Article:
Africa has been the delight of most foreign investors and they have been taken advantage of several opportunities especially foreign portfolio investments. But when it comes to debt one country ranks top in Africa.
China is at the fore of Africa’s debt drive, making the Asian nation Africa’s largest bilateral creditor, as it has given the continent loan worth $152 billion in 18 years (between 2000 and 2018.)
With such huge loan, a lot of critics are concerned over how feasible it would be for African nations to refund the credit with the advent of Coronavirus, which has eaten deep into the fabrics of the nations.
Head, China Africa Research Initiative, Johns Hopkins University, Deborah Brautigam, explained that in a Bloomberg article that it is likely for China to agree to delay but not forgive its $152 billion of loans, an approach at odds with prior forbearance plans from groups including the Paris Club. Her reason:
“The Chinese have always done their lending on the idea that individual projects contribute to structural transformation and economic development. Those projects might be good projects and viable projects to get countries to a new stage where they might be in a position to repay the loans.”
The $152 billion loans: The loans include facilities made between 2000 and 2018. While many have been repaid on schedule, she explained that it shows how much China’s lending has grown in Africa amid a push for political and economic clout through an overseas infrastructure investment plan, which was started by President Xi Jinping in 2013.
China will also provide $2 billion over two years to support the fight against the pandemic, especially in developing countries, Xi said in a speech to the World Health Assembly.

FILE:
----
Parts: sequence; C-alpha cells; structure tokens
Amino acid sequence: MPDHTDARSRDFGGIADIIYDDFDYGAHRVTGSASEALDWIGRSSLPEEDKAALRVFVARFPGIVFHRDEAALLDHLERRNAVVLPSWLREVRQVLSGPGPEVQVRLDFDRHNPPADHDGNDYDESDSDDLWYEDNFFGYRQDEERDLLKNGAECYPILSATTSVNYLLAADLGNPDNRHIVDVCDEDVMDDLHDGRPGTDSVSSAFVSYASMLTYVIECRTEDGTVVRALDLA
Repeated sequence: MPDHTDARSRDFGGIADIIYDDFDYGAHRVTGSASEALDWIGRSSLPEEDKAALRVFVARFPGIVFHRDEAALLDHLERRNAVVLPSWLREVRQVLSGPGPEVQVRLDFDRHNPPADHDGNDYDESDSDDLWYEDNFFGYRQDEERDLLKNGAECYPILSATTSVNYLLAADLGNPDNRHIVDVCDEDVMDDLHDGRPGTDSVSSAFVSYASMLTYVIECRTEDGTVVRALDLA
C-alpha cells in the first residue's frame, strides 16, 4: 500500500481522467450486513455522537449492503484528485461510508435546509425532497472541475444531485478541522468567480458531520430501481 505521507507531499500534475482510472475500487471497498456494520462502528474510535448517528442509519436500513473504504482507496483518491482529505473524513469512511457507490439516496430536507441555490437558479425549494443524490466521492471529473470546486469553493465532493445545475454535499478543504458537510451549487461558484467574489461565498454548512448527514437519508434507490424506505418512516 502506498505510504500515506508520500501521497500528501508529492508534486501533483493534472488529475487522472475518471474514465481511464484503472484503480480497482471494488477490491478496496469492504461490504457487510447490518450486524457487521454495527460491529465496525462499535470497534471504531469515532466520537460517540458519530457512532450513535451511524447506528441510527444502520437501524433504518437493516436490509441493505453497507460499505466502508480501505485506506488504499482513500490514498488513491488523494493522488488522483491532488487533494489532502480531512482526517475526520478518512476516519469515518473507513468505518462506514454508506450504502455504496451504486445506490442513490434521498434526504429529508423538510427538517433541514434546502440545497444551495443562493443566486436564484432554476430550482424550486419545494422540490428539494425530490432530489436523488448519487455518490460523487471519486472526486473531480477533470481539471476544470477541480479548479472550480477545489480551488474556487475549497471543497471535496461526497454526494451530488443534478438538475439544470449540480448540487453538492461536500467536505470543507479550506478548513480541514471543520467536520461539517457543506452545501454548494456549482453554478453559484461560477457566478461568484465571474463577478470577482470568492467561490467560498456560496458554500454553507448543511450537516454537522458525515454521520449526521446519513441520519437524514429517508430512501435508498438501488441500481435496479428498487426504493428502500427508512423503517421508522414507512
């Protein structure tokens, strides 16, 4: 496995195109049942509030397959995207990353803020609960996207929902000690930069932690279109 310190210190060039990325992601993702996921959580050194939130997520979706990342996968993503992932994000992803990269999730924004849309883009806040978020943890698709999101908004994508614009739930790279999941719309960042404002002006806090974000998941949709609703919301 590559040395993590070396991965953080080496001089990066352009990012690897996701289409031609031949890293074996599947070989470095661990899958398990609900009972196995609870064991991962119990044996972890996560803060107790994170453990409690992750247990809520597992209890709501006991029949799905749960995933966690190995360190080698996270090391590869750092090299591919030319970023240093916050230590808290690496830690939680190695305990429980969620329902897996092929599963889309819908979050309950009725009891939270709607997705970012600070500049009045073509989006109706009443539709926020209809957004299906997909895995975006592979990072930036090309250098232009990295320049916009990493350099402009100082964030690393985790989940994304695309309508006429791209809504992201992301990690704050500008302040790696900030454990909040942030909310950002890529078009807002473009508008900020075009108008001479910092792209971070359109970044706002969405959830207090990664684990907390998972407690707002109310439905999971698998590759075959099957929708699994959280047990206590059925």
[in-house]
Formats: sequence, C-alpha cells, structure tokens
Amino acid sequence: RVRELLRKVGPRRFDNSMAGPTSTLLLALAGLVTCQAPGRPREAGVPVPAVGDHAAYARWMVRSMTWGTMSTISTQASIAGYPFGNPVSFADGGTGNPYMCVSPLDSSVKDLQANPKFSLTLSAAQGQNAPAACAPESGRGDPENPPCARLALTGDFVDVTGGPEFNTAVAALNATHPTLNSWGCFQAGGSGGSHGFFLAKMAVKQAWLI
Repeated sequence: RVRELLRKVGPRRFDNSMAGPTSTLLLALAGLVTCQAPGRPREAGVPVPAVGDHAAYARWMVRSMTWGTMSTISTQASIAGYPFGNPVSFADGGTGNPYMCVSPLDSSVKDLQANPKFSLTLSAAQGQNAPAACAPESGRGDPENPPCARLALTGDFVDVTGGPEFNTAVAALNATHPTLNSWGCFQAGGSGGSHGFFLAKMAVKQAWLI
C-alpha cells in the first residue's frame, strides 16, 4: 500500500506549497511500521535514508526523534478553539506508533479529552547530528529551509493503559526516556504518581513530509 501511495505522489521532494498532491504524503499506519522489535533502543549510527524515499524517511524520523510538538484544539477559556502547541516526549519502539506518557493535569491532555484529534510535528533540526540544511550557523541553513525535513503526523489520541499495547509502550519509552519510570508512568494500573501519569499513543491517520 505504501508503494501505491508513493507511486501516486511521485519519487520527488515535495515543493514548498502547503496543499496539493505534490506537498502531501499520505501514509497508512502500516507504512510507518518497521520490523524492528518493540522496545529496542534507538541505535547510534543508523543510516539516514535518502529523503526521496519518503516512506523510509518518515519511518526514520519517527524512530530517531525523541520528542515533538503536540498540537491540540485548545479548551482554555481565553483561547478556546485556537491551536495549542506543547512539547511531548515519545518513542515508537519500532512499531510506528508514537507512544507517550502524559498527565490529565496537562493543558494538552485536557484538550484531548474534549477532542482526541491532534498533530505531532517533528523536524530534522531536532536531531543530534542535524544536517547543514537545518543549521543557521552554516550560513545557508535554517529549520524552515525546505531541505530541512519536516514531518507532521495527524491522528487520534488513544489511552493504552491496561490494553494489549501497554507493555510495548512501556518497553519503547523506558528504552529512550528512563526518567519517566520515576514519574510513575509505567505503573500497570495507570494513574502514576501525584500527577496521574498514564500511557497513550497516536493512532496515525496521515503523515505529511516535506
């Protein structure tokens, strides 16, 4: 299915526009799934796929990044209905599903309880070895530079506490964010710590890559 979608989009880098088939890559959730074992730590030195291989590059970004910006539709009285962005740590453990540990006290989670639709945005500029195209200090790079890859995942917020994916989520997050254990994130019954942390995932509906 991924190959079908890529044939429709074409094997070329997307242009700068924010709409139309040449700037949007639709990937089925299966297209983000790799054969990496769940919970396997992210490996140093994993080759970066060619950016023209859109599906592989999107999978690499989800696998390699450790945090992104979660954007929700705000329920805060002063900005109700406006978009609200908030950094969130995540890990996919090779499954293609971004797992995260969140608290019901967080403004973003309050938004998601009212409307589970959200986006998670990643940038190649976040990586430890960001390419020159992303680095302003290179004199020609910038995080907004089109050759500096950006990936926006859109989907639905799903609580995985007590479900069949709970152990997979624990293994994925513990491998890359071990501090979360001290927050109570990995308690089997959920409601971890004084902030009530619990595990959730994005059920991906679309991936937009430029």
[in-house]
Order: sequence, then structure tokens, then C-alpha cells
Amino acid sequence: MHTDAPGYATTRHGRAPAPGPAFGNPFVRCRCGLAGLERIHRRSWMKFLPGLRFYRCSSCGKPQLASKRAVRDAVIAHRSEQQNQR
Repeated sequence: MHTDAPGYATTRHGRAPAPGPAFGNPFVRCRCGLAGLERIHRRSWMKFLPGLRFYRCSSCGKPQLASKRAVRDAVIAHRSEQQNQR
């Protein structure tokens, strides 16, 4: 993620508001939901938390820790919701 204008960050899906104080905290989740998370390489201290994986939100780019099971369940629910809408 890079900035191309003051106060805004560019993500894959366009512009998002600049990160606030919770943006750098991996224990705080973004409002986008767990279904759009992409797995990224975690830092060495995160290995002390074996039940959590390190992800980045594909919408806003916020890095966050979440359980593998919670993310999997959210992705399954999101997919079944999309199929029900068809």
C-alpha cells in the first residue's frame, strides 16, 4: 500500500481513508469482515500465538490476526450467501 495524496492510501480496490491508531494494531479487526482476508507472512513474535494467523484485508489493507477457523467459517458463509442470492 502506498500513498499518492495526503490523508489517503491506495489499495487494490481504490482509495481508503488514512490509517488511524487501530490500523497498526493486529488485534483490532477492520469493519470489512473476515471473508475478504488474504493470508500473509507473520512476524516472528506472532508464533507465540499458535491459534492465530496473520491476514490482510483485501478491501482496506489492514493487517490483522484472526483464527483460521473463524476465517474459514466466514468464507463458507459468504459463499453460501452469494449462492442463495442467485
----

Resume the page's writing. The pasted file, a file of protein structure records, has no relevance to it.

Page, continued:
“The good news is that China is typically willing to negotiate payment extensions. Usually, it’s not that difficult to lengthen the payment period or lengthen the maturity of loans. China has backed the G-20 plan, although it hasn’t participated in previous global debt relief initiatives. All told, according to IIF data, China’s outstanding debt claims reached $5.5 trillion last year,” she added.
Nigeria owes China about $3.1 billion more than 10% of the $27.6 billion external debt stock. Minister of Finance, Zainab Ahmed, disclosed in February that the Federal Government decided to go for a $17 billion loans from China as the World Bank and the African Development Bank’s (AfDB) failed to show much interest in Nigeria during the recession.
The minister explained that the global lender, AfDB, and other lending institutions failed to show much interest in the nation during the recession period, which lasted for a year, as this made it requested the loan from the China-Exim Bank.
She disclosed to the Senate Committee on Local and Foreign Loans that 70% of the loan, which is about $17 billion, would come from the China-Exim Bank as Nigeria is in need of $22.8 billion to balance the $29.96 billion loan request. Meanwhile, the remaining loan would be sourced from other lending institutions such as the Islamic Development Bank.